Table_1_Landscape Structure and Species Interactions Drive the Distribution of Salmon Carcasses in Coastal Watersheds.docx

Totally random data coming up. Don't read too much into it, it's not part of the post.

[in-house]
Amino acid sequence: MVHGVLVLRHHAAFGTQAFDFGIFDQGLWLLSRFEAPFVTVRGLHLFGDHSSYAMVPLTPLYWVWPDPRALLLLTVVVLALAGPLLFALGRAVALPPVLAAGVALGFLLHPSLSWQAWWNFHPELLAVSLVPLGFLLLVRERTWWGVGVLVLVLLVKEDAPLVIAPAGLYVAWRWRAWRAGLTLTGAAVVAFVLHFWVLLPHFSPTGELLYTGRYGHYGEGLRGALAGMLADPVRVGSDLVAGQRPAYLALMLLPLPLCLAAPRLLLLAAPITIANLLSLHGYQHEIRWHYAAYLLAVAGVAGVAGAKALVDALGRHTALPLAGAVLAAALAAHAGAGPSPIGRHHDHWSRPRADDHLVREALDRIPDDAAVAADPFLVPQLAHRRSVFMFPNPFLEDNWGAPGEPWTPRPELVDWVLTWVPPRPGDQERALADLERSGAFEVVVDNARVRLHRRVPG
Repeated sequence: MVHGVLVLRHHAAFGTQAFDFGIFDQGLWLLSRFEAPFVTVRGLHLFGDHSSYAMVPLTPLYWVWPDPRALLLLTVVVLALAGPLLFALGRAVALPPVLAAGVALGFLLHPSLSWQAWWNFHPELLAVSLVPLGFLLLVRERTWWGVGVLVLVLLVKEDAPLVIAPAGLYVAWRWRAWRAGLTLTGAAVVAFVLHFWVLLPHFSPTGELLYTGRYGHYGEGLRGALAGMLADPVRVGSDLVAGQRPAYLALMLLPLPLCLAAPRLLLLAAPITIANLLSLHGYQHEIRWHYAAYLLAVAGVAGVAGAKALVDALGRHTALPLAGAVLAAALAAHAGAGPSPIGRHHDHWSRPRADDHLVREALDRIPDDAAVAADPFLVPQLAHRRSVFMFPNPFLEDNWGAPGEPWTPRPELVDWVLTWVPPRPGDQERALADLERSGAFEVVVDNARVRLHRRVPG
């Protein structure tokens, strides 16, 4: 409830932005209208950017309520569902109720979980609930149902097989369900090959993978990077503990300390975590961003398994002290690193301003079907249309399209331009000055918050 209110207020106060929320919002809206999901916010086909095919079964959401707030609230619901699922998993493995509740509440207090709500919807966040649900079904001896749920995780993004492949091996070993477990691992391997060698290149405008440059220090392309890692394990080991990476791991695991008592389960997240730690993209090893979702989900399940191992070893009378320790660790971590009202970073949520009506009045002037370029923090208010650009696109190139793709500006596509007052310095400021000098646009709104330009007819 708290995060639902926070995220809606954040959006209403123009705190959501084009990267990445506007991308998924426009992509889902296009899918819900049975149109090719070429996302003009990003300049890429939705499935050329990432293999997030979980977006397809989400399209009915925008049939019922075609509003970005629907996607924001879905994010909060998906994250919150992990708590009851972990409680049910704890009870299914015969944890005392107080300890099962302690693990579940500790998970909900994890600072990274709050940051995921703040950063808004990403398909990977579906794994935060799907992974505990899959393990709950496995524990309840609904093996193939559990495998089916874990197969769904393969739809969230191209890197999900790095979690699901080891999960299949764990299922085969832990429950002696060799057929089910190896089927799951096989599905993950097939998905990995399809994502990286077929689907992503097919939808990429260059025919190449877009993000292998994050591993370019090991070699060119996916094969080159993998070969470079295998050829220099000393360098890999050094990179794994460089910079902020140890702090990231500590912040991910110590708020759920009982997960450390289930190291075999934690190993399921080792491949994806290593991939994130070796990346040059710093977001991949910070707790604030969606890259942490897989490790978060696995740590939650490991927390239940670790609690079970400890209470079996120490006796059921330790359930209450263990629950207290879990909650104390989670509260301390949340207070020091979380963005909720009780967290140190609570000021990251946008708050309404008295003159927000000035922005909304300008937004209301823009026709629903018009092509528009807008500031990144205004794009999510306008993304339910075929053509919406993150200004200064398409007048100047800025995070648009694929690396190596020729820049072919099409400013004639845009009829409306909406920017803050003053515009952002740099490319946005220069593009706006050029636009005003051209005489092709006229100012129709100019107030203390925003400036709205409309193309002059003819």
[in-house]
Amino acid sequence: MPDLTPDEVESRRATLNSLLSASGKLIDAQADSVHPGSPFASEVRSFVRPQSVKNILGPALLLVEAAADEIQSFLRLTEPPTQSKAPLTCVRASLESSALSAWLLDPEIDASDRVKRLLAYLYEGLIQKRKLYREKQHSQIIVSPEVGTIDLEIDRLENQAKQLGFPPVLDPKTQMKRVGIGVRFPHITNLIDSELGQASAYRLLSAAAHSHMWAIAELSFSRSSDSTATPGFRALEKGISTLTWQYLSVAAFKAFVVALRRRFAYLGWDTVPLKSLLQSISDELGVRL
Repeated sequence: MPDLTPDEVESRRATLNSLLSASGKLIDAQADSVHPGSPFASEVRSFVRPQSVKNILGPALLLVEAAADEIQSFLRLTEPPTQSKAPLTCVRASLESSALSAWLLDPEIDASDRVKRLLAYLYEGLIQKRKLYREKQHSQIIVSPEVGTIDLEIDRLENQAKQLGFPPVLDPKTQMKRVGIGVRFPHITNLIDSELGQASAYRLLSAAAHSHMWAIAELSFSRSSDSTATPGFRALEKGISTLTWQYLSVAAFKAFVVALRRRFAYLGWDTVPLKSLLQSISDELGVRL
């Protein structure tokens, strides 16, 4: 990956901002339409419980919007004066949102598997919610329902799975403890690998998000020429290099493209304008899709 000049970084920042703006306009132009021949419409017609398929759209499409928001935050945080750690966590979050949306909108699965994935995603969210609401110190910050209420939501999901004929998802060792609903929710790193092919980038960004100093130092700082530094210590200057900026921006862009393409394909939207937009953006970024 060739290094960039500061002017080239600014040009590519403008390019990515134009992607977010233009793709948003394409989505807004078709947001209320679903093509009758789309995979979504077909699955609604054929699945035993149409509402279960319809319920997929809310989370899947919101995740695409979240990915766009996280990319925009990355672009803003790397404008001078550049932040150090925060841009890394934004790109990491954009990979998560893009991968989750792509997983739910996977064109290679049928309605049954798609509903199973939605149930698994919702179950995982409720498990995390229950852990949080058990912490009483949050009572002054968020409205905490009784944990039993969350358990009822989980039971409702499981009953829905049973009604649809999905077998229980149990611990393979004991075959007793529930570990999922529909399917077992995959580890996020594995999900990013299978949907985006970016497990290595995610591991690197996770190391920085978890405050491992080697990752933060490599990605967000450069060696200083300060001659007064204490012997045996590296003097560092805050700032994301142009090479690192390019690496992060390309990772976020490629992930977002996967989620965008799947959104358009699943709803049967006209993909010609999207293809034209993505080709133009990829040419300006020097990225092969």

The disproportionate effects of some species can drive ecosystem processes and shape communities. This study investigates how distributions of spawning Pacific salmon within streams, salmon consumers, and the surrounding landscape mediate the distribution of salmon carcasses to riparian forests and estuaries. This work demonstrates how carcass transfer can vary spatially, within and among watersheds, through differences in pink (Oncorhynchus gorbuscha) and chum (O. keta) salmon distributions within 16 streams on the central coast of British Columbia over a five-year period. Spawning pink salmon concentrated in the lower reaches of all streams, whereas chum salmon shifted from lower to upper stream reaches as the area of spawning habitat increased. Salmon carcasses transferred to riparian areas by gray wolves (Canis lupus) were concentrated in estuaries and lower stream reaches, particularly shallow reaches of larger streams surrounded by large meadow expanses. Black and grizzly bears (Ursus americanus and U. arctos) transferred higher numbers and proportions of salmon carcasses to riparian areas compared to wolves, transferred more carcasses in areas of higher spawning density, and tended to focus more on chum salmon. Riparian subsides were increasingly driven by bear-chum salmon associations in upper stream reaches. In addition, lower proportions of salmon carcasses were exported into estuaries when densities of spawning salmon were lower and spawning reaches of streams were longer. This study demonstrates how salmon subsidies vary between and within watersheds as a result of species associations and landscape traits, and provides a nuanced species-specific and spatially explicit understanding of salmon-subsidy dynamics.